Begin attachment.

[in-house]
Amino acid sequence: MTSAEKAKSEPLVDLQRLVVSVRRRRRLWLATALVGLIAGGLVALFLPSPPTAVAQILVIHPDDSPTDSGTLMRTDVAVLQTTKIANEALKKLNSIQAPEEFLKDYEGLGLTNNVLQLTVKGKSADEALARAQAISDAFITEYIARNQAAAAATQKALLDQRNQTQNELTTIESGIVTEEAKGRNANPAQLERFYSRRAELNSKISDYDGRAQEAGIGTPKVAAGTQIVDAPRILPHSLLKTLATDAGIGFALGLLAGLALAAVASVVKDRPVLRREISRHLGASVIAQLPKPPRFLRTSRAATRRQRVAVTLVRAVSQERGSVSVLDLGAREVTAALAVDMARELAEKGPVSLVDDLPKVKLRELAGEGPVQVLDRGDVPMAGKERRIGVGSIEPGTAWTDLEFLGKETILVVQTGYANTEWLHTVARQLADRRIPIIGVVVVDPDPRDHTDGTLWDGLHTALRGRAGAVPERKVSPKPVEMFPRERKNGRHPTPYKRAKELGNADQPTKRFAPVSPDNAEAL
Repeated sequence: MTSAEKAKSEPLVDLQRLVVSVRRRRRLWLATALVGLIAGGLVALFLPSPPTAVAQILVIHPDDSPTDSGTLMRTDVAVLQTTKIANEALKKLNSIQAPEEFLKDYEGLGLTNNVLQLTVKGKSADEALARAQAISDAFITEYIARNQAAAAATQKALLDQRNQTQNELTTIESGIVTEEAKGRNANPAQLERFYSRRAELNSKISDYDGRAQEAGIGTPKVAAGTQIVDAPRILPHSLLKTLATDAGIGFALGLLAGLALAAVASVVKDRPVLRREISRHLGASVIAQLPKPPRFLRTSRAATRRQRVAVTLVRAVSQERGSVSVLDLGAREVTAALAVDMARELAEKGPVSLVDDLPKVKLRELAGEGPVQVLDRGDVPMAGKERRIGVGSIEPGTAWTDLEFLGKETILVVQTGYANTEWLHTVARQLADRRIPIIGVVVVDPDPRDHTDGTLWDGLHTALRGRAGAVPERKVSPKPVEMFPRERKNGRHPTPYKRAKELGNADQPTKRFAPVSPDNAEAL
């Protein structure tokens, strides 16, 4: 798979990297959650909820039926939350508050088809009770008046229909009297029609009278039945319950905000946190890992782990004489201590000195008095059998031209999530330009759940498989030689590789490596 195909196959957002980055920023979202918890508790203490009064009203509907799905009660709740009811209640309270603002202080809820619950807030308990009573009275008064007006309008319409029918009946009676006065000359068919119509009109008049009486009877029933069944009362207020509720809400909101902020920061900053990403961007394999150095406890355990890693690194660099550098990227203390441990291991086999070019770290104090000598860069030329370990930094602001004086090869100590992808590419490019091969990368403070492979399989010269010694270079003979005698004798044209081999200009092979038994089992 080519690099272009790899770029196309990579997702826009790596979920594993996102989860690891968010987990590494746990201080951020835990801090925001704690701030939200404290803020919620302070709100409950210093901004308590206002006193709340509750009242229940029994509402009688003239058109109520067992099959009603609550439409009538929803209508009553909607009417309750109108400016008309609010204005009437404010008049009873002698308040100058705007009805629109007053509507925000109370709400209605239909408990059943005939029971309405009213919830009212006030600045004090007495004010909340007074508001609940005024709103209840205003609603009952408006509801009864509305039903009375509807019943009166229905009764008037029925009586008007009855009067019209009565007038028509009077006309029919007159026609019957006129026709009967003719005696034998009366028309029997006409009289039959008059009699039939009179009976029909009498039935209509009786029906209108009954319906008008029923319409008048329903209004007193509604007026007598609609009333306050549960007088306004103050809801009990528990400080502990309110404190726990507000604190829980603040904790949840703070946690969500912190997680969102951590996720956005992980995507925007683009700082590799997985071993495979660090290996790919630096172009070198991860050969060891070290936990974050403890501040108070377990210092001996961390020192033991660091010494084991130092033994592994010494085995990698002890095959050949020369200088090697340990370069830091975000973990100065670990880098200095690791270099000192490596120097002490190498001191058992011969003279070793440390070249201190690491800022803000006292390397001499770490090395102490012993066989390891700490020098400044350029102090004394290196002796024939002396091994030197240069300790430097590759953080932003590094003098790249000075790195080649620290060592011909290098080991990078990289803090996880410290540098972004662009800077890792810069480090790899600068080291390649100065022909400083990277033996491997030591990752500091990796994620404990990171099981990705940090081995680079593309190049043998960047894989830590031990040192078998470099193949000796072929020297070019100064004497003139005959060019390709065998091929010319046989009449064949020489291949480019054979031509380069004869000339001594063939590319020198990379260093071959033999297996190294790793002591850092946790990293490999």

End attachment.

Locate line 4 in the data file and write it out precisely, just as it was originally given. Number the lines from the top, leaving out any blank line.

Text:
């Protein structure tokens, strides 16, 4: 798979990297959650909820039926939350508050088809009770008046229909009297029609009278039945319950905000946190890992782990004489201590000195008095059998031209999530330009759940498989030689590789490596 195909196959957002980055920023979202918890508790203490009064009203509907799905009660709740009811209640309270603002202080809820619950807030308990009573009275008064007006309008319409029918009946009676006065000359068919119509009109008049009486009877029933069944009362207020509720809400909101902020920061900053990403961007394999150095406890355990890693690194660099550098990227203390441990291991086999070019770290104090000598860069030329370990930094602001004086090869100590992808590419490019091969990368403070492979399989010269010694270079003979005698004798044209081999200009092979038994089992 080519690099272009790899770029196309990579997702826009790596979920594993996102989860690891968010987990590494746990201080951020835990801090925001704690701030939200404290803020919620302070709100409950210093901004308590206002006193709340509750009242229940029994509402009688003239058109109520067992099959009603609550439409009538929803209508009553909607009417309750109108400016008309609010204005009437404010008049009873002698308040100058705007009805629109007053509507925000109370709400209605239909408990059943005939029971309405009213919830009212006030600045004090007495004010909340007074508001609940005024709103209840205003609603009952408006509801009864509305039903009375509807019943009166229905009764008037029925009586008007009855009067019209009565007038028509009077006309029919007159026609019957006129026709009967003719005696034998009366028309029997006409009289039959008059009699039939009179009976029909009498039935209509009786029906209108009954319906008008029923319409008048329903209004007193509604007026007598609609009333306050549960007088306004103050809801009990528990400080502990309110404190726990507000604190829980603040904790949840703070946690969500912190997680969102951590996720956005992980995507925007683009700082590799997985071993495979660090290996790919630096172009070198991860050969060891070290936990974050403890501040108070377990210092001996961390020192033991660091010494084991130092033994592994010494085995990698002890095959050949020369200088090697340990370069830091975000973990100065670990880098200095690791270099000192490596120097002490190498001191058992011969003279070793440390070249201190690491800022803000006292390397001499770490090395102490012993066989390891700490020098400044350029102090004394290196002796024939002396091994030197240069300790430097590759953080932003590094003098790249000075790195080649620290060592011909290098080991990078990289803090996880410290540098972004662009800077890792810069480090790899600068080291390649100065022909400083990277033996491997030591990752500091990796994620404990990171099981990705940090081995680079593309190049043998960047894989830590031990040192078998470099193949000796072929020297070019100064004497003139005959060019390709065998091929010319046989009449064949020489291949480019054979031509380069004869000339001594063939590319020198990379260093071959033999297996190294790793002591850092946790990293490999």